How Trust Affects Interpersonal Relationships

Only available on StudyMode
  • Download(s) : 304
  • Published : October 7, 2010
Open Document
Text Preview
How Trust Affects Interpersonal Relationships
In every aspect of life trust is never assumed but earned. Through common experiences, people trust those they recognize to be honest. However, earning trust cannot be solely through the interaction between people, but also through personal feelings. We have a tendency to trust people who we consider trustworthy. This paper will explain why trust is an excellent tool when working with team members, and how to build that trust among team members. The importance of trust can bring out the very best in group members. Without trust it would be impossible for team members to move forward and get assignments done. Trust among Team Members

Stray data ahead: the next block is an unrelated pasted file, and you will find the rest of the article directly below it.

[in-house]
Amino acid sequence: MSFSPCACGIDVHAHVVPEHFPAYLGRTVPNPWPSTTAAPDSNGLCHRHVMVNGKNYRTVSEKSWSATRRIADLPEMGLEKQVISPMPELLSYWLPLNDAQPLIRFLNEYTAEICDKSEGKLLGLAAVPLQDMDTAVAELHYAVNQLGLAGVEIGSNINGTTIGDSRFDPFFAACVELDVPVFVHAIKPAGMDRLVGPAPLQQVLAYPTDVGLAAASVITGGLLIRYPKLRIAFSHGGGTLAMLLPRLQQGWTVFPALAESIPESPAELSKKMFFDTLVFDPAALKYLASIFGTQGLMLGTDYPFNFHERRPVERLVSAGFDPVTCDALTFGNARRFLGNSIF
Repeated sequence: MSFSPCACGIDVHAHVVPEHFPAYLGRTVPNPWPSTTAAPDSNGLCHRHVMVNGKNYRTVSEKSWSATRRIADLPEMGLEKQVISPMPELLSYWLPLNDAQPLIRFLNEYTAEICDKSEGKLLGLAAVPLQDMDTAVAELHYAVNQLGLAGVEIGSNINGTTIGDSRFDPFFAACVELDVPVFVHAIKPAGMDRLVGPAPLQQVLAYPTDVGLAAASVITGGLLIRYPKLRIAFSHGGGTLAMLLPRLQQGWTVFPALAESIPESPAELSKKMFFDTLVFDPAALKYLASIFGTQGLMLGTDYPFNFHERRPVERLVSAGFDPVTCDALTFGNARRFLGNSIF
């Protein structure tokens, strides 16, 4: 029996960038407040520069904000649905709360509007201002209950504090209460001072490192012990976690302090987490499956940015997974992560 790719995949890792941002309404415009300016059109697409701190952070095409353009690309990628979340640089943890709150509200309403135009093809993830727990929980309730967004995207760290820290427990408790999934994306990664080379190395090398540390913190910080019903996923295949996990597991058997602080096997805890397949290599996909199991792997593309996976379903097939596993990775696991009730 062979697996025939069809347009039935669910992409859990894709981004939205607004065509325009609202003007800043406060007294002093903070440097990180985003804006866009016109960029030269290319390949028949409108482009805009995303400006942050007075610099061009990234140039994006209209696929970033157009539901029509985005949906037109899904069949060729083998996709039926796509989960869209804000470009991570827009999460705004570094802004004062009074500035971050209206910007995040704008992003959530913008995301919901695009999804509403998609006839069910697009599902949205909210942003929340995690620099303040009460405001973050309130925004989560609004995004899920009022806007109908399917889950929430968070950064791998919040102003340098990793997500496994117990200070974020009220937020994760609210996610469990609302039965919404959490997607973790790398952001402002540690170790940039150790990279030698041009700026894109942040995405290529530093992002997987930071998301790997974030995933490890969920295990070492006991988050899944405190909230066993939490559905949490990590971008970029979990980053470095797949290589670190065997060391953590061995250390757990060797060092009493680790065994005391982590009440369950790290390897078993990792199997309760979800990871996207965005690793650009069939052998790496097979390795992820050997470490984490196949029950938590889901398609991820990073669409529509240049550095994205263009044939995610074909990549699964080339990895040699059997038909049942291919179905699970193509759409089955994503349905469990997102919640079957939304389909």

For a team to achieve high-performance it must create an atmosphere with confidence and trust. To take advantage of each team member’s strengths the group must have a clear understanding of the teams objectives. An effective team has members interdependent from one another, support leaders, and vice versa. Team Members

In a team environment, each member contributes to the success of the group. Working in a group can be rewarding, but at times, however, can be complex, and downright frustrating. Poor communication can often make a person feel left out in the dark. Preparing a long range plan with members of a team ensures trust will exist to accomplish the necessary tasks (Holbrook, 2004). Nowadays, working as part of a virtual team has become the norm. This is why it is important for team members to use a range of technologies to collaborate and communicate. Building Trust

Often group members seldom come through when working in a team. They say they will have assignments done and they do not. They promise to be on time at a certain location and forgot. After awhile, there is no trust. According to Forgie and DeRosa (2010) “building trust and demonstrating accountability is the foundation for success” (p. 76). We should treat commitments to group members seriously...
tracking img